14.0 War Never Changes…

by Matt P.


Walter was almost prepared for how fast Ninja Grandpa was. Having his hands on iron helped, and having seen more Faeries fighting helped—especially Morgan and Tania, who blew the Ninja Grandpa away with their skill and speed. Of course he wasn’t anywhere in their league either, but the experience at least helped him prepare.

The fact that the young man attacked very predictably didn’t hurt either. He lunged right for Walter with rage on his face, far beyond simply indignation. He had been called out in front of people whose support he desperately wanted, possibly even needed, and he was prepared to grind the person who had done it in to dust.

Hooray, I got him to want to kill me, Walter thought, but now he’s trying to kill me! Walter swept his one of his knives in the way to deflect the white-haired man’s attack, and quickly stepped forward. Ninja Grandpa’s momentum kept him from stopping immediately, which left Walter on his exposed flank. Walter lashed out with his blade as fast as he could, trying to end the fight quickly by driving it between the Faerie’s ribs; unfortunately the other man turned too quickly. The kid had apparently been practicing some, or was just that angry, because Walter was pretty sure that would have been a killing blow the first time they met.

Still the slice opened up a long line of red in the other man’s side, and he cried out in pain. Walter tried to step in to press his advantage, but Ninja Grandpa stepped back too quick away and out of range. He hissed, holding his hand to his side as if it burned while he considered Walter with rage in his eyes.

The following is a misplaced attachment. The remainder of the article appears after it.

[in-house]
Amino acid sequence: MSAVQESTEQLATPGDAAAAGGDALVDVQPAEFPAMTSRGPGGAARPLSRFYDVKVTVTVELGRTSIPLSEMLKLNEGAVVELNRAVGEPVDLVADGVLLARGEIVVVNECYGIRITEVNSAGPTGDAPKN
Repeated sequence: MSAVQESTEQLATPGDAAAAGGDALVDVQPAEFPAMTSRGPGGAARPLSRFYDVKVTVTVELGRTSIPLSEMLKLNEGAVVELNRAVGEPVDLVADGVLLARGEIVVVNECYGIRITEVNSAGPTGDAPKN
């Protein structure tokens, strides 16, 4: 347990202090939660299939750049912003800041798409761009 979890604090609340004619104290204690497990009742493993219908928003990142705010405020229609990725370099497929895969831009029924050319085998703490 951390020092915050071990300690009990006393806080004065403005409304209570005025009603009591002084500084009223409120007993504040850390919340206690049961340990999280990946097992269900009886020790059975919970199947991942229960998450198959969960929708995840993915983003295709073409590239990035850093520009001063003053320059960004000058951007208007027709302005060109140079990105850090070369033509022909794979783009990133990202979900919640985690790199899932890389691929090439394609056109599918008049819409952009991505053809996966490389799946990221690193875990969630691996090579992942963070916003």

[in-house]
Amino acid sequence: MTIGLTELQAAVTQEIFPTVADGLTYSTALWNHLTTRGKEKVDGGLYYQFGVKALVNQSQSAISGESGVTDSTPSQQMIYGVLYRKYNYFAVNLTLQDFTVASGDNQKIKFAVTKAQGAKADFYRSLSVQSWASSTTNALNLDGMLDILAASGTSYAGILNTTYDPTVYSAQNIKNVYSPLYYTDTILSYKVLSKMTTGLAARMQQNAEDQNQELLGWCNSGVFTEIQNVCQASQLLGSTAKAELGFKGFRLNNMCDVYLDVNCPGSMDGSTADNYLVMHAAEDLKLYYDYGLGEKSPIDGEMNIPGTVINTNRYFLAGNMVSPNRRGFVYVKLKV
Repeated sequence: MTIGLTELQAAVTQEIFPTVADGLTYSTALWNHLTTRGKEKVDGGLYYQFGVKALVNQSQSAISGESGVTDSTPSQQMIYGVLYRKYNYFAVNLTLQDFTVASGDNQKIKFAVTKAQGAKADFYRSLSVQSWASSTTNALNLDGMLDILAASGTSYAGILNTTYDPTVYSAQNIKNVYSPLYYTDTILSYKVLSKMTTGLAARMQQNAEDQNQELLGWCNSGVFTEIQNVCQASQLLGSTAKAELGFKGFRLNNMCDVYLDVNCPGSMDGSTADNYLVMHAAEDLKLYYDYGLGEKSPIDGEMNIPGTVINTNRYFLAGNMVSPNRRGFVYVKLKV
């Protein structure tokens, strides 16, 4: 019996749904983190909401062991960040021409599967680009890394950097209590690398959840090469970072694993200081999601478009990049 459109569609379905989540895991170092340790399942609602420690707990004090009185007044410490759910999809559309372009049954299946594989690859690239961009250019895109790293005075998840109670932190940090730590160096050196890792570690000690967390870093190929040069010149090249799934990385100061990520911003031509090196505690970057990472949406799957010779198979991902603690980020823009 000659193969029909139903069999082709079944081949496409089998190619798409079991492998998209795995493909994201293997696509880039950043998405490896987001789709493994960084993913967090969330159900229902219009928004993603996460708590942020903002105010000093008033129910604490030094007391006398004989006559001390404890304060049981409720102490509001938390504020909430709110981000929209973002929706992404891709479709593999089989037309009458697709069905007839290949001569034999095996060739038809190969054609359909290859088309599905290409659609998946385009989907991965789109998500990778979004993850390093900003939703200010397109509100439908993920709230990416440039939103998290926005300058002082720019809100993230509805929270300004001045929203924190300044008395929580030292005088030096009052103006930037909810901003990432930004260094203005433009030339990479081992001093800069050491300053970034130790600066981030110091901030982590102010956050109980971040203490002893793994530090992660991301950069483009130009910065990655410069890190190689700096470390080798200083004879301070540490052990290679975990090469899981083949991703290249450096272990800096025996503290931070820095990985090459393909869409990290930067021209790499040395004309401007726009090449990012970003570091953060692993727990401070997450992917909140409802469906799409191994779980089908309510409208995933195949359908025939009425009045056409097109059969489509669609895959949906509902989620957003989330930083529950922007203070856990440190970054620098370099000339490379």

“You’re young,” Walter said to him, echoing their earlier conversation as the other man held a hand to his side that came away with blood. “This is your first war, isn’t it?” Walter watched the flicker in the man’s—the young man’s—eyes. “You’ve got what…centuries to look forward to, a thousand years to live? Morgan—Mab, whatever—is seven hundred.” Walter’s eyes flicked down to the blood on his knife, and then back up to the man’s. “I’ve been a young man at war, son. You look at me and see a mortal, but you should see an old man in a game where lot’s of men die young. You choose to walk away and you can see all those centuries; you fight me and I will find some way to end you, I promise.” His voice wasn’t angry or raging, just quietly serious. He tried to give it the weight of authority of someone who had seen more blood and death even in a human lifespan than this young man could imagine, and from the hesitation he saw it looked like it had landed. In the moment when there was softness and fear in the man’s eyes, Walter couldn’t help but shake the image of a lost teenager in over their head; of Antigone or Siobhan without someone to guide or help them.

That cracked something in Walter’s heart, that terrifying moment of comparison. Who knew why the man had signed up. Maybe it was knowing, maybe it wasn’t—but no one really knew what they were signing up for in a war until they had fought it. He had done terrible things, murders if he was a part of the Three Stripes killings, and maybe worse; but that look in his eyes was lost and alone. They said that war never changed, and he had seen enough to know it was true; it was always lost men and boys in the fields of mud and sand with guns and terror and death. And Walter couldn’t bring himself to kill another confused child in a man’s body lost in war, clinging to any raft of sanity or explanation in the churning and blood soaked tides.

Shit, Walter thought. Now I have to beat him without killing him.